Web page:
The novel constantly circles around the themes of death and sleep. MacDonald beautifully illustrates the idea that one cannot wake until he sleeps, claiming that, likewise, one cannot live until he dies. In so doing, he uses the notion of sleep to reframe our understanding of death as something ultimately fruitful. In a time of loss, darkness and waiting, I found this chrysalis-like imagery to be full of a powerful hope that does not depend on the denial or trivialization of struggle and suffering. It reminded me of the line spoken at compline: “O Lord Jesus Christ, Son of the Living God, who at this evening hour didst rest in the sepulchre, and didst thereby sanctify the grave to be a bed of hope to thy people…” Heard in the echoing dark of the chapel, I love the way that line reframes both death and sleep, sending me home shimmering with a sense of enchantment for the mundane task of going to bed. It is this quality of compline that I would like to capture and convey through the illustrations.
In a time of loss, darkness and waiting, I found this chrysalis-like imagery to be full of a powerful hope that does not depend on the denial or trivialization of struggle and suffering.
I took my time with Lilith; I read it slowly, allowing my imagination to absorb its compline mood and for the images that it had planted in my mind to ripen. By the time I finished the novel last week, I had highlighted over 200 phrases or sentences that I found related to the pandemic — lines about craving human presence, about seeing only one other person, about leaving and staying at home, about faces and masks, about waiting and the sensation of time ceasing to matter. By the end, the book had begun to feel eerily prophetic of our modern situation, even though it is set in a surreal other-world.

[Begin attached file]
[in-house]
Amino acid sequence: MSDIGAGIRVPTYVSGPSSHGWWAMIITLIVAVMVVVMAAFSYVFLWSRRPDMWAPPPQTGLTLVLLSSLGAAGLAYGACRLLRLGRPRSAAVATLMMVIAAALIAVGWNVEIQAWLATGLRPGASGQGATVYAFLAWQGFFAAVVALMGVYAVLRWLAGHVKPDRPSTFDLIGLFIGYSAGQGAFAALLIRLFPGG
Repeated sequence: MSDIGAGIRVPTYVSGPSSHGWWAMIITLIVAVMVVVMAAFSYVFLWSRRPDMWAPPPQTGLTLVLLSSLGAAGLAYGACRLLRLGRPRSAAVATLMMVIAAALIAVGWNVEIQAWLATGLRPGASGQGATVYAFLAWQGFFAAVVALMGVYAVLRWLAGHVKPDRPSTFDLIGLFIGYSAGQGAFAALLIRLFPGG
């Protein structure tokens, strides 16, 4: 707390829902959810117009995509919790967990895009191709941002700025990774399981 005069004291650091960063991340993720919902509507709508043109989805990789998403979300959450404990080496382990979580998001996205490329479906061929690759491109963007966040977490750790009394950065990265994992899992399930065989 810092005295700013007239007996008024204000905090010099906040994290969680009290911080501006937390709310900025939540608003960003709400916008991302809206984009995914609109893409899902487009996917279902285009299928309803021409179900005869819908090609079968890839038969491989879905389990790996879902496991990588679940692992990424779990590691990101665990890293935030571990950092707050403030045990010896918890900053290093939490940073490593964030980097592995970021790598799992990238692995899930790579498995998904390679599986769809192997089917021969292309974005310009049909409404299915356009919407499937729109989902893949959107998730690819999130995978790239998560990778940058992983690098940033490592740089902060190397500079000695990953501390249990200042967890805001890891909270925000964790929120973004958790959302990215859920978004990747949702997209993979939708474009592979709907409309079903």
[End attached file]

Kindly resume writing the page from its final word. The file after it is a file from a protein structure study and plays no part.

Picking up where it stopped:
Of course, the fact that I found so many seemingly relevant details in the novel could be explained away as an example of ‘frequency bias’ in which the first few instances of applicability heightened my awareness and made me see patterns where none existed — like a doctor mistakenly diagnosing a patient with a condition that she read about earlier that day. However, I think it is more likely that, through the fantasy genre, MacDonald was able to explore timeless realities of human experience and suffering that transcend particular circumstances. Sorting through the treasury of perennial truths he provided, I simply picked out the gems that complemented one another and the present moment.
By the end, the book had begun to feel eerily prophetic of our modern situation, even though it is set in a surreal other-world.
At this point, I’ve whittled down my selection to around 50 lines and arranged them into a new narrative that retells Lilith in a way that echoes the pandemic narrative. Hopefully, the finished product will invite viewers into the revised world of Lilith and, through it, offer the chance to reflect on and revise their own stories. We all need a sense of story in order to bear suffering — in order to believe that loss is not merely an end but some kind of beginning. In fusing Lilith with the pandemic, we can identify with characters in the story and carry the enchanted worldview that we find there back into our daily lives. If you leave the art piece and find messages of comfort and hope in the moon seen from your window, or in a raven in your garden, you could explain these away as occasions of frequency bias. Or, you could embrace the inbreaking of enchanted hope into the mundane reality of daily life: an instance of grace revealing the kingdom to come that is already in our midst.